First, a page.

Saturday, August 21, 2010

Oak Cliff Confidential: Chapter 21

  Theresa looked at Sharon with slight concern. “Are you alright, Hon? You look really constipated all the sudden.”

  Sharon recovered quickly. “Oh, it’s nothing. Just having one of those déjà vu moments. We’d be happy to join you. Although I’m not sure about April. She went through a lot of trouble for that turkey of hers.”

  “Alejandro?” asked Theresa.

  Sharon shook her head. “No, an actual turkey. The bird kind.”

  Theresa smiled. “I was just wondering if he would like to eat, too. I wouldn’t know if he’s a turkey or not. The non-bird kind.”

  Right on cue, Alejandro and April came strolling around the corner and up the porch steps. Somewhere along the line he had picked up another shirt. No one bothered to ask him about this recent acquisition, as clothing was an entirely transitional thing with him. The shirt would be gone in a few minutes anyway.

  Sharon smiled brightly at the two arrivals.. “Theresa and Raz have graciously invited us to dinner. I think that sounds splendid. You?”

  Alejandro nodded immediately, since he really didn’t have any choice in the matter and therefore no concerns. April, of course, did have questions, and launched immediately. “What exactly do lesbians eat? Besides, you know…”

  “Each other?” asked Theresa, still holding the door open. “Well, I can’t tell you every food that’s in the handbook, because then you might be tempted to follow the same meal plan and become one of us. And we can’t have that. We have our standards.”

  April volleyed back. “I like it better when you talk in the country accent. It makes me feel more important.”

  Theresa laughed. “Yeah, that does come and go. I tend to shake off the Odessa twang from time to time. How’s this? Sugar, we be havin’ us some vegetarian. From that there Spiral Diner over to Beckley Avenue? It’s good stuff. You can’t hardly tell there ain’t no meat in it.”

  April viewed this option with suspicion. “You don’t eat meat?”

  “Of course not,” said Theresa. “It’s our Fourth Commandment. And if that scares you, wait until you hear the other nine.”

  The dead crickets chirped again.

  Theresa sighed. “Oh, I was just kidding. Of course we eat meat. You think Raz got that big eating tofu? I’m just messing with you. But we do like vegetarian. And I had just ordered from Spiral a few minutes before your little circus trooped up the street. If you wanna stay, I can give them a ring for extra. I think I know what you might like.”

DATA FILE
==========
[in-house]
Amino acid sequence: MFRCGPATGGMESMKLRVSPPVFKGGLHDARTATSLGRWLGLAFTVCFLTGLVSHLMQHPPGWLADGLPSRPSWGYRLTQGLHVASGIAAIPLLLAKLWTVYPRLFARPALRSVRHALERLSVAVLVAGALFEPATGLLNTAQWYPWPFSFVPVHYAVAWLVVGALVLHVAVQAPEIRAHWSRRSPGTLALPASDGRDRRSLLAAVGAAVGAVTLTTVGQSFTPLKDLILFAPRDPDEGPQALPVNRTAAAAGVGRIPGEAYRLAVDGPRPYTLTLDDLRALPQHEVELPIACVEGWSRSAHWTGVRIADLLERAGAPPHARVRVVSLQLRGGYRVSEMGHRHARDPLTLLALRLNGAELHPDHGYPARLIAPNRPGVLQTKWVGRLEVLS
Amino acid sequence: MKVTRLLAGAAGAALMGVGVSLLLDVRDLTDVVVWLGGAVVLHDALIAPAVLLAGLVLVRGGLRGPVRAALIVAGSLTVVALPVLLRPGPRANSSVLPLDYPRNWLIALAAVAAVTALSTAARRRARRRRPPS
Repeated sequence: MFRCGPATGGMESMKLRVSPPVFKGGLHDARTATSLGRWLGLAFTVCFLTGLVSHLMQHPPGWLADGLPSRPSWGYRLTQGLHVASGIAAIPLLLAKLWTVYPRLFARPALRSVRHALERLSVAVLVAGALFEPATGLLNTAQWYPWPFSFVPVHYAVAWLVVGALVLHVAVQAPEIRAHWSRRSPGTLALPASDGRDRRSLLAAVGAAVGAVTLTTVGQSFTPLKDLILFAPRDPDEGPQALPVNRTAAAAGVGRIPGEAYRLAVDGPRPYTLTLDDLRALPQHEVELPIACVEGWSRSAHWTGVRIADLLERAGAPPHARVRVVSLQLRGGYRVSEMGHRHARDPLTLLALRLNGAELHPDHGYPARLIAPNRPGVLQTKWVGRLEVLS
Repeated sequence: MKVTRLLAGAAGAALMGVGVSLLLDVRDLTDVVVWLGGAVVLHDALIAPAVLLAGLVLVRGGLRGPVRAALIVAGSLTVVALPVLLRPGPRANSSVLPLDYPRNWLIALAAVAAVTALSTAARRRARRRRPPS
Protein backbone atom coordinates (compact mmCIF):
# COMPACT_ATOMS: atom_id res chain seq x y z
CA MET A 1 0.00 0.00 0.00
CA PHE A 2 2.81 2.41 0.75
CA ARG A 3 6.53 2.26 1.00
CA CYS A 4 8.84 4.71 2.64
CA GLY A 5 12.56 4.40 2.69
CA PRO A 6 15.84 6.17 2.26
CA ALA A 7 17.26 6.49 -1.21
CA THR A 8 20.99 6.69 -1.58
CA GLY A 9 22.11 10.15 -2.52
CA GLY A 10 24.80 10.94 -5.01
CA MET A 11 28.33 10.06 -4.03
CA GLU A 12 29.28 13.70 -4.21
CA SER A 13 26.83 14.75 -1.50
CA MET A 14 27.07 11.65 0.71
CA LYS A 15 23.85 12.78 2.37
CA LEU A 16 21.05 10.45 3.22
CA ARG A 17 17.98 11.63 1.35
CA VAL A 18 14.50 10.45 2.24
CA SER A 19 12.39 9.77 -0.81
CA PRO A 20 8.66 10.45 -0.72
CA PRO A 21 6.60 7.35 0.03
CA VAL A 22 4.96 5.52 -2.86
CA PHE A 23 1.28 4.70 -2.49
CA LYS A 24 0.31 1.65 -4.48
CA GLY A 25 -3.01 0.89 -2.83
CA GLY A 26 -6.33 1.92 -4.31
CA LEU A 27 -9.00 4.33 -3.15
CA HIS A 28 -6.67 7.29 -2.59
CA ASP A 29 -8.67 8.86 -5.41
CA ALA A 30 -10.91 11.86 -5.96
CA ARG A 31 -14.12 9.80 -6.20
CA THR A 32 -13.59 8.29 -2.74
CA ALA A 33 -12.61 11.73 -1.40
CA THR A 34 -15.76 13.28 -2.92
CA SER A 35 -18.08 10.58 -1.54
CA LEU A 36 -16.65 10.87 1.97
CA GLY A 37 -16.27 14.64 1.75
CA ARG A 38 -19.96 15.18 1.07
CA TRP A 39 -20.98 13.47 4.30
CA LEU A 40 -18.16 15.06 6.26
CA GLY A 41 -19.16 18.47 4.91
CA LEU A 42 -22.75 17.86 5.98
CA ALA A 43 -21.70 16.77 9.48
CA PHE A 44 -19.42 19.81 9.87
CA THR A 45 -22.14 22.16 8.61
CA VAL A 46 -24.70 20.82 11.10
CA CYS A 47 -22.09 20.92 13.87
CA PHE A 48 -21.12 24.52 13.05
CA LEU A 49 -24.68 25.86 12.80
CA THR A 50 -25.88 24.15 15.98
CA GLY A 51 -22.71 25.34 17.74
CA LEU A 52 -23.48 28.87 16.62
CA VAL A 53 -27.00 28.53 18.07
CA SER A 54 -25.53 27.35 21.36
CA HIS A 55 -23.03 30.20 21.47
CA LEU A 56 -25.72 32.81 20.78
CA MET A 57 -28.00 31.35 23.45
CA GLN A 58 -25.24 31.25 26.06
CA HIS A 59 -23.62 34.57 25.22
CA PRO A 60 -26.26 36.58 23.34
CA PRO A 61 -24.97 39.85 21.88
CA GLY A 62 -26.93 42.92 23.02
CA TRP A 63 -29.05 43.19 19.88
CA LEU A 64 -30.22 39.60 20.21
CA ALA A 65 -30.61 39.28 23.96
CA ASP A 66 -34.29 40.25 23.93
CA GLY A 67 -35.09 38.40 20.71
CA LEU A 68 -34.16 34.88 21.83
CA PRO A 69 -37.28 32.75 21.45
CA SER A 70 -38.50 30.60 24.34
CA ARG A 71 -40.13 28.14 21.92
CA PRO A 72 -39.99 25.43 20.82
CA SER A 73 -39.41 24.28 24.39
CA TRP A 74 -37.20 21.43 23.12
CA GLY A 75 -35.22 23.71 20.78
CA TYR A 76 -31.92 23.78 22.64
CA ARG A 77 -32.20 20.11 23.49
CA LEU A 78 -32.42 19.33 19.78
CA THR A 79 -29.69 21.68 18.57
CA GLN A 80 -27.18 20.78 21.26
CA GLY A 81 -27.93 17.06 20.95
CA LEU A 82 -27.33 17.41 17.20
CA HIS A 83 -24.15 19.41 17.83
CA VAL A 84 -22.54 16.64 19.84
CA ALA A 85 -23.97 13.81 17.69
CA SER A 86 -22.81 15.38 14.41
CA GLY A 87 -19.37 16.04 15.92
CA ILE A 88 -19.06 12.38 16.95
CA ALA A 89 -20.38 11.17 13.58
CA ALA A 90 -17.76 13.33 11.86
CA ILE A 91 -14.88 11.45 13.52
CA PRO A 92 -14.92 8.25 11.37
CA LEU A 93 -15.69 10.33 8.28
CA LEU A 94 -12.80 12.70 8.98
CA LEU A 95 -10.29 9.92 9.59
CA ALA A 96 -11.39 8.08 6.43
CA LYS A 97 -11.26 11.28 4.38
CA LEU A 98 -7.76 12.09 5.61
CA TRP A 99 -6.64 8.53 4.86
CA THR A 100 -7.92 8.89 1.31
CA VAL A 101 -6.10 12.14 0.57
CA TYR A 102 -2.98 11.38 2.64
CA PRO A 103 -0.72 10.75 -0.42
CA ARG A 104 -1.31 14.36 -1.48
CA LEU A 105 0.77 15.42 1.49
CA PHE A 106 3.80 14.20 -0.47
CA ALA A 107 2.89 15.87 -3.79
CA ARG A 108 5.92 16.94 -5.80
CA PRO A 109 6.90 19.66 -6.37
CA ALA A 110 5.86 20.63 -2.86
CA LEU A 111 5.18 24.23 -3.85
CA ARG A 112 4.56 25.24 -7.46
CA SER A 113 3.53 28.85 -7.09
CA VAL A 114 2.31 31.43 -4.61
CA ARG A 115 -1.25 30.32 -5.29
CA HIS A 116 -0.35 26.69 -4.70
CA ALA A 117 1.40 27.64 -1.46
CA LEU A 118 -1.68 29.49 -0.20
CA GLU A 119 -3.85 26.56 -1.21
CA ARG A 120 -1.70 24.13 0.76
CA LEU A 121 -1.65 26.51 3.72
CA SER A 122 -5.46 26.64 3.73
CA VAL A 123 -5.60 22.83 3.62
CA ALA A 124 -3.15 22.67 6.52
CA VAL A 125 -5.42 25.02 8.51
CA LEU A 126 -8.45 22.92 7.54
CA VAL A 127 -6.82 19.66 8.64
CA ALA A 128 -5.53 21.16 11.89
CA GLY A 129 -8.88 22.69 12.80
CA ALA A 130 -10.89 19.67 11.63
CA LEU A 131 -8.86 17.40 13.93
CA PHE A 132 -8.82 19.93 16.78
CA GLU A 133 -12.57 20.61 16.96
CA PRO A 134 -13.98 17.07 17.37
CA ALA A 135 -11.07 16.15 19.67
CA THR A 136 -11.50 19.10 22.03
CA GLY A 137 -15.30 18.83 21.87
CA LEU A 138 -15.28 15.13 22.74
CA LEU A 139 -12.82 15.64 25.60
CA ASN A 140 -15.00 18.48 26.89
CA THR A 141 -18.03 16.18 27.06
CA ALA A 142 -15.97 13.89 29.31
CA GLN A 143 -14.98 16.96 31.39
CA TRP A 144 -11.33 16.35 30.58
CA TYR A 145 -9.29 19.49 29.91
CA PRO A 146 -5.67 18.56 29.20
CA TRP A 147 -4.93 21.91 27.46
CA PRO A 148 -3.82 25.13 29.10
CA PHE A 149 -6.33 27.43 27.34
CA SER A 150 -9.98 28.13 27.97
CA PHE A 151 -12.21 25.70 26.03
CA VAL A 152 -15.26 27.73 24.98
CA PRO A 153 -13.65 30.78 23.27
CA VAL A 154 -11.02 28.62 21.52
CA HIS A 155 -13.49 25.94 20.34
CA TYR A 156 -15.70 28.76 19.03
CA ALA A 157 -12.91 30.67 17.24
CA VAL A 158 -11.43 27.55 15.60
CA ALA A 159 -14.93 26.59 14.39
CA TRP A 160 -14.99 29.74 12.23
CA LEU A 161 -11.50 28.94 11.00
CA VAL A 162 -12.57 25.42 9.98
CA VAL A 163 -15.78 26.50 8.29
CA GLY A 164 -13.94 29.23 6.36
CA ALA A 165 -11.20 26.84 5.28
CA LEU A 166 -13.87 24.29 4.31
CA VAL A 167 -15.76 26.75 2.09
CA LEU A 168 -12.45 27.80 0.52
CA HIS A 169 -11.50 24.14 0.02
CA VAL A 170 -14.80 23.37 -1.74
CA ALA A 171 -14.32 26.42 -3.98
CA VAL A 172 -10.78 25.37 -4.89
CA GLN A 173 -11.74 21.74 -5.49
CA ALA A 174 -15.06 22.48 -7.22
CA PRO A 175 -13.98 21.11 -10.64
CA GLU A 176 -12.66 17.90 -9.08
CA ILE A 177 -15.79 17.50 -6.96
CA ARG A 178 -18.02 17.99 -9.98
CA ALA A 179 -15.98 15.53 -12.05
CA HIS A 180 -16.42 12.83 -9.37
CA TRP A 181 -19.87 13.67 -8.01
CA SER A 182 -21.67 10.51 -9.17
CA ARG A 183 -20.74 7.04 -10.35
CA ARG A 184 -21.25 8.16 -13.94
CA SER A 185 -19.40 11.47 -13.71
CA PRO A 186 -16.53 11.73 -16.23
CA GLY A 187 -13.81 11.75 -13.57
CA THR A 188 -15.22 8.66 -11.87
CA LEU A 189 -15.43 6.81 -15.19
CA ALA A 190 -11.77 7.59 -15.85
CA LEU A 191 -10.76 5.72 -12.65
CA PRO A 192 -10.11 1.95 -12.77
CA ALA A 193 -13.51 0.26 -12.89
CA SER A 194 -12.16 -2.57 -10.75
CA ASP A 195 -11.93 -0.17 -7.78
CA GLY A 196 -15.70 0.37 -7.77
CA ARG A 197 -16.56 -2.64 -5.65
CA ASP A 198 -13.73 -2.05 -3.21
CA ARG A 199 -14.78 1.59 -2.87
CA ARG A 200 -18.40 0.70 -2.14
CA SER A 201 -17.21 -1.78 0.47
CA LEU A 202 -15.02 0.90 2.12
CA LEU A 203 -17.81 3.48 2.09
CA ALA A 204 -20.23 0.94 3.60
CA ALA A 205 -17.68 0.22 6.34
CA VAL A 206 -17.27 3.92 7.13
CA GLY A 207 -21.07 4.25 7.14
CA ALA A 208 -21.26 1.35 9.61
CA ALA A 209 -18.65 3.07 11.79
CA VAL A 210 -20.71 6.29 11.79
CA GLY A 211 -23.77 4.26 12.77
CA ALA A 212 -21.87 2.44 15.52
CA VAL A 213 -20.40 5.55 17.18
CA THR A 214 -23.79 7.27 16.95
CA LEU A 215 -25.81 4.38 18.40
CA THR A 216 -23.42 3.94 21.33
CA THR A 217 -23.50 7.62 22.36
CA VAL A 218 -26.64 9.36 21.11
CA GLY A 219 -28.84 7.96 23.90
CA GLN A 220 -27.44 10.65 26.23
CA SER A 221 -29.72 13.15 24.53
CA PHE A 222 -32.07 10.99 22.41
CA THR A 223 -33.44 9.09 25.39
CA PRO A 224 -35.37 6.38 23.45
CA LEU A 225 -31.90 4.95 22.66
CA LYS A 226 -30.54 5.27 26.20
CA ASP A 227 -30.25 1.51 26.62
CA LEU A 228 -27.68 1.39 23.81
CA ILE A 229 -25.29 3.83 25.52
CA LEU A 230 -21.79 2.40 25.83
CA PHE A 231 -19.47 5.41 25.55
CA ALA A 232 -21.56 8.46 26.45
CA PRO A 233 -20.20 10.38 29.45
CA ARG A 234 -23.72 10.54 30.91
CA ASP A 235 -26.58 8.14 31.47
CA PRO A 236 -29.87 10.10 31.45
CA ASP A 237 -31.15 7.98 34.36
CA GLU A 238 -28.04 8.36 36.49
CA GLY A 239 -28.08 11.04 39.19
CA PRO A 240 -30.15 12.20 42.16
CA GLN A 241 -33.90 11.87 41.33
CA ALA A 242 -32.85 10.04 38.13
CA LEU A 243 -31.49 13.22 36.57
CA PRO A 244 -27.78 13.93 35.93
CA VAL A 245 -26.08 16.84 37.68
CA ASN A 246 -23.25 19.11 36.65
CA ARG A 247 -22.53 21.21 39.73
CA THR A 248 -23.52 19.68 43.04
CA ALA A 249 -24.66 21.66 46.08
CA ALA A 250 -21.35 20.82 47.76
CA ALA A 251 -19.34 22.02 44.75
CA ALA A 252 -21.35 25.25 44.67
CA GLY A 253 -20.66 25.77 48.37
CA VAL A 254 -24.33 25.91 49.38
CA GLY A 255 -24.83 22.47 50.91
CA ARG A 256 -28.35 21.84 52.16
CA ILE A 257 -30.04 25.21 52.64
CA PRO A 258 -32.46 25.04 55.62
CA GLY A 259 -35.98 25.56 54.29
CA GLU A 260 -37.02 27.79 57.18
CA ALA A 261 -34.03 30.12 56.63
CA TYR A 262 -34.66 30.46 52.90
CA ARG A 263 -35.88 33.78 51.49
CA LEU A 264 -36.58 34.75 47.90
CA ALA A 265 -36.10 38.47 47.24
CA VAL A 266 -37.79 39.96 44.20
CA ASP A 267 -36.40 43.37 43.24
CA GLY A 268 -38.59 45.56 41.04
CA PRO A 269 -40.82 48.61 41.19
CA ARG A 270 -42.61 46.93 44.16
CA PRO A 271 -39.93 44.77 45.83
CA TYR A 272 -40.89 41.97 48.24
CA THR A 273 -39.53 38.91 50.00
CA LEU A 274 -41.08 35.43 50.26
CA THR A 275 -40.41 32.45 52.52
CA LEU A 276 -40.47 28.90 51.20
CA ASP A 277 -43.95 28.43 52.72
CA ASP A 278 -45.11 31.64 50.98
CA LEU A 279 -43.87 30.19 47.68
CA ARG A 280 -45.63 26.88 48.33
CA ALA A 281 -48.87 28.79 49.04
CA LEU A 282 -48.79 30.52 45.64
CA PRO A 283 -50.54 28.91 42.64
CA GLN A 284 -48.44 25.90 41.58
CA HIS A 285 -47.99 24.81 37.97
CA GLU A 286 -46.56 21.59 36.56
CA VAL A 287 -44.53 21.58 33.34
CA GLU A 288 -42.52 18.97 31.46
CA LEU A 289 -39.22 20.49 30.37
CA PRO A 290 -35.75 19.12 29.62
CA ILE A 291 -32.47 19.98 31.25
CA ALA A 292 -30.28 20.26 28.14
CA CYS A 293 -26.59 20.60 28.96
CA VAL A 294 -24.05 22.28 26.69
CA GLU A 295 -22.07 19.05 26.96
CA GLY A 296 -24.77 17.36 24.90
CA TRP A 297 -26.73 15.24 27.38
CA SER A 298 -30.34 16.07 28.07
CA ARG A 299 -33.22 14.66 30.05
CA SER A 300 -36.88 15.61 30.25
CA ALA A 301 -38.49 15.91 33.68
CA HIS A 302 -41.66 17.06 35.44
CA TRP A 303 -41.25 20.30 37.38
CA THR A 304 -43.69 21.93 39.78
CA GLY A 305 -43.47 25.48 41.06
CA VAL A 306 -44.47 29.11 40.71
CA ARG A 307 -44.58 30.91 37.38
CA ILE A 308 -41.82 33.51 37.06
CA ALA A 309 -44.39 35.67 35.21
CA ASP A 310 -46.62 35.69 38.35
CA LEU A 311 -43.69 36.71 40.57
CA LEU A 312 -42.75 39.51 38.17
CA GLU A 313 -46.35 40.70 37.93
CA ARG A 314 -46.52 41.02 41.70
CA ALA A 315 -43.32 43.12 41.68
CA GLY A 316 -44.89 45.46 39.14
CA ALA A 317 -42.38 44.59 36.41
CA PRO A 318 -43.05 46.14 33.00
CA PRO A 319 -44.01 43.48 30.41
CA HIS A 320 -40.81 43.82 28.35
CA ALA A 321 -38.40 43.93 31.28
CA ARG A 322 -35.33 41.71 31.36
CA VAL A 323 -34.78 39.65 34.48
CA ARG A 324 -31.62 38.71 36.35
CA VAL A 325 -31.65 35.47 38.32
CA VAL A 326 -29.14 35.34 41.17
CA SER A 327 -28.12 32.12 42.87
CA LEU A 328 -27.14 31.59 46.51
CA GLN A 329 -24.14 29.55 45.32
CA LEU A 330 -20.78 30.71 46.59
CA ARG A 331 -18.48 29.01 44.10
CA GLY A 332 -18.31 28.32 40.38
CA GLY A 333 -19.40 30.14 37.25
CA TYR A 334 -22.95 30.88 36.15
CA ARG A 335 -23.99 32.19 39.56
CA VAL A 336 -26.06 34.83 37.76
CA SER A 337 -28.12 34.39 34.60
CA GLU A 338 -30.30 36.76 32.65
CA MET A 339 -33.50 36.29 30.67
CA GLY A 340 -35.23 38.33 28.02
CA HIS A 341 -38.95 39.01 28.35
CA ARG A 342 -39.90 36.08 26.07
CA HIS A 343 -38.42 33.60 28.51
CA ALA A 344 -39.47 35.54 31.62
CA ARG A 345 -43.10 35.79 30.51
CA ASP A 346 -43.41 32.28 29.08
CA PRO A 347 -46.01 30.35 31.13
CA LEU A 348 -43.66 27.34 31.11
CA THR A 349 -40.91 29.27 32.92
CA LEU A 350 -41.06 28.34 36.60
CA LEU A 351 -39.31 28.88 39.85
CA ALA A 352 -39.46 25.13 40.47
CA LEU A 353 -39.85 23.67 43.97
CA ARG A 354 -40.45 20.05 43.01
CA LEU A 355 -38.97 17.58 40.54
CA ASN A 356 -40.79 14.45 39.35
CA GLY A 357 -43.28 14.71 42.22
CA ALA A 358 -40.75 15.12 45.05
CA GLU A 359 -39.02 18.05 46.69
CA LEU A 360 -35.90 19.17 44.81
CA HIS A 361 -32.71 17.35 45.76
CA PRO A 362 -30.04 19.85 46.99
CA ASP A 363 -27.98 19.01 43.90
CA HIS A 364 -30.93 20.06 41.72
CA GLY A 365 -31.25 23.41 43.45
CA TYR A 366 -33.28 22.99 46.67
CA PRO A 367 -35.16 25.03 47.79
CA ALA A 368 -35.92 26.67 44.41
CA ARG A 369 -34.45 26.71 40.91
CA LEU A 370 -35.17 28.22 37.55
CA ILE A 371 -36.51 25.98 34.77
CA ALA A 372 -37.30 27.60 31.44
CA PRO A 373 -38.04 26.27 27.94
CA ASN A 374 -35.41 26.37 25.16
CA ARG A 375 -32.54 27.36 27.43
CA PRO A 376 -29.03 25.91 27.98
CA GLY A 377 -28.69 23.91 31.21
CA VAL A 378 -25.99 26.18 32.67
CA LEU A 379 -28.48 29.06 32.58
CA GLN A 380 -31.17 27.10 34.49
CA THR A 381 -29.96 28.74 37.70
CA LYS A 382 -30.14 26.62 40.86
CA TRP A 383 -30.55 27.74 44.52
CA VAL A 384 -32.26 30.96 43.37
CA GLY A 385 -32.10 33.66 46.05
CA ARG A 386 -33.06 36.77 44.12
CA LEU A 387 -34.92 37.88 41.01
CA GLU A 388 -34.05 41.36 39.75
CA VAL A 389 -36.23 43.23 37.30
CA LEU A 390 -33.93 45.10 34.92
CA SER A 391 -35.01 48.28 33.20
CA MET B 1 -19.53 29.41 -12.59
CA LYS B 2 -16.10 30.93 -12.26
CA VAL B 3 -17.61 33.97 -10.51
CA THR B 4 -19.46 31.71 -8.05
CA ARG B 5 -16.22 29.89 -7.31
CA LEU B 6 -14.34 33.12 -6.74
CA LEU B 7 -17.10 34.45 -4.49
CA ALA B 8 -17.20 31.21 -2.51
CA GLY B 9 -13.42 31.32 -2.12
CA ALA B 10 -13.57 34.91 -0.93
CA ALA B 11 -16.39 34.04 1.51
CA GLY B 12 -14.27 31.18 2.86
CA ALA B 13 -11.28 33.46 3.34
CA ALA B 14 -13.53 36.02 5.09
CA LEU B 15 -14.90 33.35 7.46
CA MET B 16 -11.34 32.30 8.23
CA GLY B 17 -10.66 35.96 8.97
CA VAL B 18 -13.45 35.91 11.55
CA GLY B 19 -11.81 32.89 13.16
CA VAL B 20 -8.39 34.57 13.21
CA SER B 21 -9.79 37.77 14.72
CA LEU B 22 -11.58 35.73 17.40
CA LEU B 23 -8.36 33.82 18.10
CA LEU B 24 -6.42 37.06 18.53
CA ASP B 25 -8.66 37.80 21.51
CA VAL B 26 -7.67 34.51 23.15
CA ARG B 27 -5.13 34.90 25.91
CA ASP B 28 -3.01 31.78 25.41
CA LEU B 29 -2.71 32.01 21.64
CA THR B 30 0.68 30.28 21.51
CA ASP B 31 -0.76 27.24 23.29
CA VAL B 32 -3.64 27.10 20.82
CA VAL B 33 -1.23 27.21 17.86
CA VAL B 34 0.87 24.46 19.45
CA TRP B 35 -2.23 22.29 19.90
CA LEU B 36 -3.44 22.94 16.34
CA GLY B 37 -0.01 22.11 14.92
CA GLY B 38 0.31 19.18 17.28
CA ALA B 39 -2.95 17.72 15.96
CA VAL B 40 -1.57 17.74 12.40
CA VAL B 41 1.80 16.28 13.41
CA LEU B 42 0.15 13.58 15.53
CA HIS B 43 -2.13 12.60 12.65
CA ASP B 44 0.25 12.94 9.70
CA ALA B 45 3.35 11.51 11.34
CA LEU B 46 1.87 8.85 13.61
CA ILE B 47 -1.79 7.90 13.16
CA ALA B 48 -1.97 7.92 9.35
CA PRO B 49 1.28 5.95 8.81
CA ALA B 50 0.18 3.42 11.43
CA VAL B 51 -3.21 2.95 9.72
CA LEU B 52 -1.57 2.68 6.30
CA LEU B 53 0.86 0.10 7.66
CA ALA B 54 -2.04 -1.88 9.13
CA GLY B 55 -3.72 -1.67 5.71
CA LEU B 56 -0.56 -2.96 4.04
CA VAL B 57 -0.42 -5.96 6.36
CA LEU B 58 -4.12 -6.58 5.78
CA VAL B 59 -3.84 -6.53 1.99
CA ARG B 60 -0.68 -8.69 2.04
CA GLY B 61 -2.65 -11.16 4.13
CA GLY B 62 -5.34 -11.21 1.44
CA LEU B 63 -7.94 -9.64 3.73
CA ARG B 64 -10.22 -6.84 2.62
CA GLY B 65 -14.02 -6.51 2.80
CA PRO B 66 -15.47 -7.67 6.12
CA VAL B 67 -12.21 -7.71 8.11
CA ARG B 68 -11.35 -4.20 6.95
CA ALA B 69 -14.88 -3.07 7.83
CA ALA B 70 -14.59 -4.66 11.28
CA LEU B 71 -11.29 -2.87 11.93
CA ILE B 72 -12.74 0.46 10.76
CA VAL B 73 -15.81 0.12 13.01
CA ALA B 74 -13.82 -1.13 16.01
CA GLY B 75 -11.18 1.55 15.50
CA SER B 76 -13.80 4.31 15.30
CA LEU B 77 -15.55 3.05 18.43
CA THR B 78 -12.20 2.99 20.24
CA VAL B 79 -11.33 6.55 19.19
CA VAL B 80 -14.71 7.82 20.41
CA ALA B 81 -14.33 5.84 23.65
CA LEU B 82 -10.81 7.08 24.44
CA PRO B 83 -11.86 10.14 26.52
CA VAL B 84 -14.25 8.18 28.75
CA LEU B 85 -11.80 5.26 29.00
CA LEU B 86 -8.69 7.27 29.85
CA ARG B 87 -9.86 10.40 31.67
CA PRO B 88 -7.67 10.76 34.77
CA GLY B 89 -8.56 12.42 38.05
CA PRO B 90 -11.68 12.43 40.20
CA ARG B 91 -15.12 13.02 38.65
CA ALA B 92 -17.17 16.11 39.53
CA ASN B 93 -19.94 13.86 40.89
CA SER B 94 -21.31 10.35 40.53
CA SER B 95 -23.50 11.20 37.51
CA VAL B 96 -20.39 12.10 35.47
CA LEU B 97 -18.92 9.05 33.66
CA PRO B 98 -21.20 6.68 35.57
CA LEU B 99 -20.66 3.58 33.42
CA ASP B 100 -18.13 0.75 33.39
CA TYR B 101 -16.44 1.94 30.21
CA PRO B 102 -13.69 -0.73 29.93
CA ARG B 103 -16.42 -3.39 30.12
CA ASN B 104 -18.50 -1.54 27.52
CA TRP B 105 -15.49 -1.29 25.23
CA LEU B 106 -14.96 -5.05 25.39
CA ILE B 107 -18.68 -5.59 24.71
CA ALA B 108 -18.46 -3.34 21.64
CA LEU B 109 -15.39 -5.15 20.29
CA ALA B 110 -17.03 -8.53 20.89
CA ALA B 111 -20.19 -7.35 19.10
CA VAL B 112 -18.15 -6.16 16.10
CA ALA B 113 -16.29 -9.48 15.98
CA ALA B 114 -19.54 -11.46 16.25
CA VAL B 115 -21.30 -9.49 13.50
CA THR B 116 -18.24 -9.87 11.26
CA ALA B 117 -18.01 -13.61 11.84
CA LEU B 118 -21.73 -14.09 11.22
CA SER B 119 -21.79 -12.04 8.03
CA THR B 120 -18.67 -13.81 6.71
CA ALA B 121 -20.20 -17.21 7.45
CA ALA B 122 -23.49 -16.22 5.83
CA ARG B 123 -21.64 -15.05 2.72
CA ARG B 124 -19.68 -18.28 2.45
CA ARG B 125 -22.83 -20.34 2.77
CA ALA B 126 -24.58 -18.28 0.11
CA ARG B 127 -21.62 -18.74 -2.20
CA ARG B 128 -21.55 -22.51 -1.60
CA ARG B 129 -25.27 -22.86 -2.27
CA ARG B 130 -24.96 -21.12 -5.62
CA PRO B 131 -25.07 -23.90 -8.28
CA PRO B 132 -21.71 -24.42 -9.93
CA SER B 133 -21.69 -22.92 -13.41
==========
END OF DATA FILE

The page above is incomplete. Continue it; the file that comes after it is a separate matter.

Sharon looked at April. “Were you planning to eat that turkey tonight or not?”

  April glared back. “No, I wasn’t, but that’s not important. You shouldn’t be making plans for me. You people are crazy and I might end up dead.”

  Sharon sighed (43). “Fine, April. Alejandro can run you home, and you can get back to work building the bitter walls of your Fortress of Solitude. Thank you for my haircut, have a nice life.”

  Theresa spoke up. “Perhaps this is where I should offer alcoholic beverages. Anybody?”

  “Yes!” proclaimed everyone else on the porch, as well as several people loading their cars in the nearby supermarket parking lot.

  Concerned that she might be suddenly left out of this carnival of weirdness that was actually much more fun than her plans to get lit and watch “The Ghost Whisperer”, April back-pedaled. “And vegetarian sounds great. Can’t wait. Let me make a call.” April whipped out her phone, sporting an image of Obama on the back and the slogan “We done DID!”

  “Perfect,” said Theresa. “I’ll go call Spiral, and then see what we’ve got to drink.” She slipped back into the house.

  Sharon, Hexom and Alejandro patiently pretended to not be listening to April’s side of the following conversation, even though all of them were.

  “Hey, baby. Yes. I know that. There wasn’t time. No. I’m with Hexom. Yes, that one. Uh huh. So you’re gonna be jealous of a gay guy? Dumb-ass. Yes. No. Anyway, I’m gonna be a while. Yes. Did you talk to Topaz? She havin’ fun at grandma’s? Good. No. NO!. We’re takin’ that turkey to Momma’s tomorrow. Yes, I changed the combination. I’m not stupid. Just leave it be. Yes. Anyway, I’ll see you later. Oh? Really? Fine, then. You’re a grown man. Uh huh. Fine. Bye.”

  April shoved the phone back into her jeans. “Baby Daddy’s suck!”

  Theresa opened the screen door again. “Okay, Spiral should be here in thirty. And we’ve got tons of wine, some sangria, absinthe, rum, vodka-”

  “Vodka!” screamed the entire porch and the nearby parking lot. There was a distant “Woo-hoo!” from behind one of the cars.

  “You sure have a lot of alcohol,” commented Alejandro, gently setting the tablet down on a small table, having been forced to run get the damn thing and then nobody wanted it.

  “Of course we do,” agreed Theresa. “You drink a lot when your only role models are tennis players and talk show hosts.”

  Alejandro, Hexom and Sharon trooped into the house while Theresa held the screen door. April hesitated. “I’ve never been in a real lesbian’s house before.”